Ci7 Education: Small Acts for Financial Gain [5]

The “Operations & Finances: Small Acts for Financial Gain” education session at the seventh annual Children’s Institute [7] in Pittsburgh, Pennsylvania, taught booksellers about some of the little things that can be done every single day to boost a bookstore’s bottom line.

Booksellers can watch a full video of the session on ABA’s Education Resources page [8] (a BookWeb username and password are required; e-mail [9] for login credentials).

The Thursday, June 27, session [10] featured bookstore panelists who have effectively pinched a penny here and saved a penny there speaking about how to identify small costs that add up; where to look for savings; and small actions booksellers can take to impact overall savings and sales.

The panelists included Adlai Yeomans, co-owner of White Whale Bookstore [11] in Pittsburgh, Pennsylvania; Katie Orphan, manager of The Last Bookstore [12] in Los Angeles, California; Ariana Paliobagus, owner of Country Bookshelf [13] in Bozeman, Montana; and Suzanna Hermans, co-owner of Oblong Books & Music [14] in Millerton, New York.

First, panelists discussed tips for cutting down spending in-store and other store hacks.

Keep an Eye on Expenses

  • Phone and internet bill (every few years call up the phone company and make sure you’re getting the best deal)
  • Get an itemized point-of-sale bill (are you paying for services you don’t use?)
  • Spending on frequently used items 
  • Source office supply products (you may find it cheaper through another company)

The Side(line) Hustle

  • Sidelines are good because you can control the price
  • Be aware of discounts and bargain sales
  • Take advantage of free freight, show sales, and other discounts
  • Ask for free samples of sidelines
  • Bring in some high margin sidelines (unlike books, if you run out you can always wait for bargain sales to restock)

Next, panelists discussed how to avoid unnecessary time-wasting activities while operating your store.

 Time Hacks

  • Plan ahead (every bit of time you take planning saves a proportionate amount of time later)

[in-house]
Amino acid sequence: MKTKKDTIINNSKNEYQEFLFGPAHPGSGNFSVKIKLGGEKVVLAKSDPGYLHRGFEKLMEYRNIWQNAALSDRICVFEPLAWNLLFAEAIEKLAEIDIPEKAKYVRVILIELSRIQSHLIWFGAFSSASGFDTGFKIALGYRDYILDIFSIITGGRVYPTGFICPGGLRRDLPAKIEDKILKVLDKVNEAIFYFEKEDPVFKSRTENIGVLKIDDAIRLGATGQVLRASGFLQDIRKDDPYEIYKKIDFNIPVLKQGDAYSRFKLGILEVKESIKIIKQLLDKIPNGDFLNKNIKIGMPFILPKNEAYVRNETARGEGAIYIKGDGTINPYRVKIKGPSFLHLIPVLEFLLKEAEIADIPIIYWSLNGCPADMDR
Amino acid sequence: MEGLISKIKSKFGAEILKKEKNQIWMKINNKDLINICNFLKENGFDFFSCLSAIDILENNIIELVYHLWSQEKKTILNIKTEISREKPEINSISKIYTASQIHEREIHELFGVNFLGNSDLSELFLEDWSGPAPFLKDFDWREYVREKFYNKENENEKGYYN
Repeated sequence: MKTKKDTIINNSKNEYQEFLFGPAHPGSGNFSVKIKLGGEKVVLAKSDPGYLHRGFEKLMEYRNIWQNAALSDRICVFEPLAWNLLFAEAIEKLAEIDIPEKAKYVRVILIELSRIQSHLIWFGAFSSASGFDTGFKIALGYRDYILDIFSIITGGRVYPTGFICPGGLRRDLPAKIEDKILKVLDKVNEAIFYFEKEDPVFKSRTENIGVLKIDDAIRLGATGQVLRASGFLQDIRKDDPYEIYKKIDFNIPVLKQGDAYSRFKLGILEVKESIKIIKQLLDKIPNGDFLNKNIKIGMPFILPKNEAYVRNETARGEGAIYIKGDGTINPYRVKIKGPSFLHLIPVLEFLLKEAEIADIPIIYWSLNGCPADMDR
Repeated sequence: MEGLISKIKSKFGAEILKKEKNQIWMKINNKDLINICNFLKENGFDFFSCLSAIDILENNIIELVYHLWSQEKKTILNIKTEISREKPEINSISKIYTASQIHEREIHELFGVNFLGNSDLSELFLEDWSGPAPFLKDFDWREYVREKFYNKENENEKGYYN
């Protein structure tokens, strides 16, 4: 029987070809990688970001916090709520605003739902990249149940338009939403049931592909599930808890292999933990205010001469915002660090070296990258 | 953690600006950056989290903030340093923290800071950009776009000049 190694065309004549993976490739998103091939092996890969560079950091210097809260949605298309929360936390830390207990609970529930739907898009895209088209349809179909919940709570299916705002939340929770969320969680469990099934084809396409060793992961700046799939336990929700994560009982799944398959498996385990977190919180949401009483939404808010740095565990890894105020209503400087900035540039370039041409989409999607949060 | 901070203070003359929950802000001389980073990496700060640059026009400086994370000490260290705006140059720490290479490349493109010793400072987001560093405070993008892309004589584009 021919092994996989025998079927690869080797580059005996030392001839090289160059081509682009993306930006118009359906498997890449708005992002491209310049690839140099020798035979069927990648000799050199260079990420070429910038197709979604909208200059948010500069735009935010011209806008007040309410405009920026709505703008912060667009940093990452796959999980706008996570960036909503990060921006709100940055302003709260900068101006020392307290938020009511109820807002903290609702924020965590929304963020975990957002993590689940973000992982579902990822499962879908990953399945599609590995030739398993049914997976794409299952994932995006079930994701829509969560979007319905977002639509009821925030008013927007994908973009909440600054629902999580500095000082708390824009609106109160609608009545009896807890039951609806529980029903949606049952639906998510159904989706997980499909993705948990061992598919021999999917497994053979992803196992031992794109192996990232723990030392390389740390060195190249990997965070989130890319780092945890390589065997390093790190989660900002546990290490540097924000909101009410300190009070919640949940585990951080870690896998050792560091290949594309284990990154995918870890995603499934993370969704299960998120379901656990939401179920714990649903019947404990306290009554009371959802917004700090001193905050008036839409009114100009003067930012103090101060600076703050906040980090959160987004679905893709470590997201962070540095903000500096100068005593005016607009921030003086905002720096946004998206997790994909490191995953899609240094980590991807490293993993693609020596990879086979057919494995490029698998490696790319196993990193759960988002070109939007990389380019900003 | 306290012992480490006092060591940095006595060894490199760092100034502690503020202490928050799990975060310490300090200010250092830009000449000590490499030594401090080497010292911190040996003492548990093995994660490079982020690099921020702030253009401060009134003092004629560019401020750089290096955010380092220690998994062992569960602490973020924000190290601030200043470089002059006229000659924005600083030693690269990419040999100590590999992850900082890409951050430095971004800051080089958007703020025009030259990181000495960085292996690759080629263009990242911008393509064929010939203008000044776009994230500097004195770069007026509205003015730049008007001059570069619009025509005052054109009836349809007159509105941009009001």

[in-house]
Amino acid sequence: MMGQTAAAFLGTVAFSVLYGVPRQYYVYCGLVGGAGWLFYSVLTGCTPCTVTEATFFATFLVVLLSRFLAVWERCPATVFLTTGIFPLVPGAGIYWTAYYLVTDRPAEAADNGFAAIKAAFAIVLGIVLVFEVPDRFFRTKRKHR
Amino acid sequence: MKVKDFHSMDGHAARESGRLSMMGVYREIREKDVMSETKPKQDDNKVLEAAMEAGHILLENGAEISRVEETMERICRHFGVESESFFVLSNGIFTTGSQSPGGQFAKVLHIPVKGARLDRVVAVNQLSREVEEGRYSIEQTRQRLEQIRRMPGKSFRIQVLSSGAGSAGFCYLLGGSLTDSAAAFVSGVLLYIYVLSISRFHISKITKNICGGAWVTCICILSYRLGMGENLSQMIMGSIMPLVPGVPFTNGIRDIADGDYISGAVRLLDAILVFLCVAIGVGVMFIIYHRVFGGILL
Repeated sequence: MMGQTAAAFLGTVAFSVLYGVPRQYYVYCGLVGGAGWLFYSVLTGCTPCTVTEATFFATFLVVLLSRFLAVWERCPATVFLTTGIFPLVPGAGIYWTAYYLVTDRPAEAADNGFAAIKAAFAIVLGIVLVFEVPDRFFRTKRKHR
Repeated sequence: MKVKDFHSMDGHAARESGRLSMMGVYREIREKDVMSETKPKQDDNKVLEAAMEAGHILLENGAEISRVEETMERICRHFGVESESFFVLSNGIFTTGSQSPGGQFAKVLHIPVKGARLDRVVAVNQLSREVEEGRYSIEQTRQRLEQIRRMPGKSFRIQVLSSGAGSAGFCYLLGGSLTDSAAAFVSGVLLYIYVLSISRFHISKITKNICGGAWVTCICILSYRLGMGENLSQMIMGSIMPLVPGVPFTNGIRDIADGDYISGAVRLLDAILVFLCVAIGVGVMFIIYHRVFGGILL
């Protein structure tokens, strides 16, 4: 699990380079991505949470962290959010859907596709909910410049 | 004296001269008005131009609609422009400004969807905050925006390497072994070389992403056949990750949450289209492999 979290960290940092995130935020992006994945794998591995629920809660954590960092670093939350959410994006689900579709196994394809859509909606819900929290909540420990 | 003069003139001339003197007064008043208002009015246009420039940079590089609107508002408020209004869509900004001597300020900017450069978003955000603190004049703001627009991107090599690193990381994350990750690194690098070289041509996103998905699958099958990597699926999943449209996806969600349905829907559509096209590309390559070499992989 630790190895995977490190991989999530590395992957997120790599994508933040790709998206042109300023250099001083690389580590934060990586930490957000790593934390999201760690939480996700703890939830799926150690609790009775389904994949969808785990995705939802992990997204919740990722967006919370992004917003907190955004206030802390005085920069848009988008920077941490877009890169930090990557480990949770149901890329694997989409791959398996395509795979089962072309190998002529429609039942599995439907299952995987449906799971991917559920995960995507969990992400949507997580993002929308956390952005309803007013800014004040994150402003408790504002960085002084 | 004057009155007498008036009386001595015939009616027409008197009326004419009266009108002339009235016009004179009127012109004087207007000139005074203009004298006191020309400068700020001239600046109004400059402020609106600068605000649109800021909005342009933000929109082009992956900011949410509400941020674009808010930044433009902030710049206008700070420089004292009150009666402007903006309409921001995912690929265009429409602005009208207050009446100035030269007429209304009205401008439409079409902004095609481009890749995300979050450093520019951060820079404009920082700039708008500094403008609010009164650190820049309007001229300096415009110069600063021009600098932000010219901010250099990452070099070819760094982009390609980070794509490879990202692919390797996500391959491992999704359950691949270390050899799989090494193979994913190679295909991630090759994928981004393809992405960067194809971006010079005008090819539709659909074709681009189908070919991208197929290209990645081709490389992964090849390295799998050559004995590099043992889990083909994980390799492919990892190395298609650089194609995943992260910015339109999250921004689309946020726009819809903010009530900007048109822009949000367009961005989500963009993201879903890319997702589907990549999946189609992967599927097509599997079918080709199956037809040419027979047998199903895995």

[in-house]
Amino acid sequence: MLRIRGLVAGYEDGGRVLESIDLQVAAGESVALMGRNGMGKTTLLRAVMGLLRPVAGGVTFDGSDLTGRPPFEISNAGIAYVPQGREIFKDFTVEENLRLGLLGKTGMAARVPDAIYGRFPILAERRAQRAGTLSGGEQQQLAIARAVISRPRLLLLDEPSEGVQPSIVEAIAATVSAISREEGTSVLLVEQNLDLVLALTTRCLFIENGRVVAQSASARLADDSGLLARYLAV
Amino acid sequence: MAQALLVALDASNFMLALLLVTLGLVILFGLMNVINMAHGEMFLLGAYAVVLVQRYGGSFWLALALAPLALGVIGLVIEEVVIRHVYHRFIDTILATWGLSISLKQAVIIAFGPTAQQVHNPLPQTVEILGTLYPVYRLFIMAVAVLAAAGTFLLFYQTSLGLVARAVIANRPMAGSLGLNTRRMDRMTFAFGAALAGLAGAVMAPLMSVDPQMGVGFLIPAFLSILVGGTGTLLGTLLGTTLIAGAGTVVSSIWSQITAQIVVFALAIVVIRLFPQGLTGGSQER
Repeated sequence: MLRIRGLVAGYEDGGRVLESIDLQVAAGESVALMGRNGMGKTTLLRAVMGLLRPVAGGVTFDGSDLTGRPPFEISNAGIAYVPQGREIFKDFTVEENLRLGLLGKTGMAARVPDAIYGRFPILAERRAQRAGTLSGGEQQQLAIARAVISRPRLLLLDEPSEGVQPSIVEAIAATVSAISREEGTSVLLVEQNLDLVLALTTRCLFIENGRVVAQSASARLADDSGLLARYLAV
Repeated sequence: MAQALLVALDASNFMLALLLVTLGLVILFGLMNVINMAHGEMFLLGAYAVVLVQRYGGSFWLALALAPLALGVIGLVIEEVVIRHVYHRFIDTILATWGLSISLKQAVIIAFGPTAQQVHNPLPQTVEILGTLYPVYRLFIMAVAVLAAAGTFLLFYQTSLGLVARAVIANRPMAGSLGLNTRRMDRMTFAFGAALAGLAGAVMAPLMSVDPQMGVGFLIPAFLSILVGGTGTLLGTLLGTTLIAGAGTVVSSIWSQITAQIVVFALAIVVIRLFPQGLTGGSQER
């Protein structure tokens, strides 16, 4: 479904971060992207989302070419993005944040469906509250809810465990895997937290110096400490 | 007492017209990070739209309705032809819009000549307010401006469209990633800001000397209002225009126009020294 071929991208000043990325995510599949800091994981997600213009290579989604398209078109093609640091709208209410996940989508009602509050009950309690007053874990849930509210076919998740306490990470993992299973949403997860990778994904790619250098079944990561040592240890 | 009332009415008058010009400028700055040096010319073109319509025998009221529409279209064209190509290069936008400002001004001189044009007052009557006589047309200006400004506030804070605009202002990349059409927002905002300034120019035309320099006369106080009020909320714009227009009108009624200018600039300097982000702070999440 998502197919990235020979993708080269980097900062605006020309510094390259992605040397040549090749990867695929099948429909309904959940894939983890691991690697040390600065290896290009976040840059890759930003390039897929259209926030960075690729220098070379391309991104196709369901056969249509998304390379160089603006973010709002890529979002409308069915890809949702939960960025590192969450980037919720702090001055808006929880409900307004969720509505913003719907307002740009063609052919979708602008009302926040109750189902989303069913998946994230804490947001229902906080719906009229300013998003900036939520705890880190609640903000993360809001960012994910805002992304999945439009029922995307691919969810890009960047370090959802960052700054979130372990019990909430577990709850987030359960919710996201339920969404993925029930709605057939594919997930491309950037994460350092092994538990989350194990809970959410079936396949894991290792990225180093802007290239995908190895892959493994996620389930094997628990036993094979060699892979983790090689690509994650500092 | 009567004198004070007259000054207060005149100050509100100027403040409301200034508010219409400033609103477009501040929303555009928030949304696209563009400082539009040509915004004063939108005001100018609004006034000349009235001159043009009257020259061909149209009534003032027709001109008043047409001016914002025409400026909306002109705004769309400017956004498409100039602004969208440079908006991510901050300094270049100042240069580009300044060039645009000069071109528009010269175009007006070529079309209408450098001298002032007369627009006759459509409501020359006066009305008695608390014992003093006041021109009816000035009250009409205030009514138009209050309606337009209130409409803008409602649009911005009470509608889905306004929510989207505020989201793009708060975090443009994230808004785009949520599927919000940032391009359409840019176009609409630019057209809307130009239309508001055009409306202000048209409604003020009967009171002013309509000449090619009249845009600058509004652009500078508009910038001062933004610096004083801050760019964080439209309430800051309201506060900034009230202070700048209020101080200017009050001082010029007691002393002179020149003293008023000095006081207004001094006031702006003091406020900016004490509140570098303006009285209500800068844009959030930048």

• Make appointments with yourself (if you miss the appointment, reschedule it on your calendar)
  • Try not to reinvent the wheel

Educate Yourself

  • Take advantage of ABA education (review the Wi14 session How to be a Highly Effective Bookseller, Manager, or Buyer [15] for helpful tips)
  • Join a bookseller discussion group
  • Don’t be afraid to ask questions
  • A little planning and learning on the backend will save time on the frontend

After that, booksellers discussed whether and when advertising is worth paying for.

Using the Media

  • Most of the time it doesn’t pay to shell out money for ads
  • Try to get features in local media (earned media)
  • Partner with local tourism groups to suggest your store as a stop
  • Try cross-promoting with partnered organizations
  • Social media marketing (sometimes a Facebook boost is worth paying for)
  • If you have a relationship with a local newspaper, see if you can get a discounted ad

Then, booksellers discussed how to make the most of publisher relationships as well as other publisher tips and tricks.

Ask Publishers About...

  • Book fair accounts 
  • Indie partner programs to get better terms
  • Call tags for larger scale off-site events (always before, never after)
  • Ask for drop shipping for off-site events
  • Special event discounts (certain publishers have special deals for events if the book is the ticket. Only order as many as you are certain to come.)
  • B2B sales can get better discounts
  • Other available promotions

Finally, booksellers discussed expenses that are actually worth not cutting corners for.

Things That Are Worth Investing In

  • Price gun
  • Laminator
  • Book-based POS system (more expensive than general POS systems but better for inventory management and reorders)
  • Staff
  • Payroll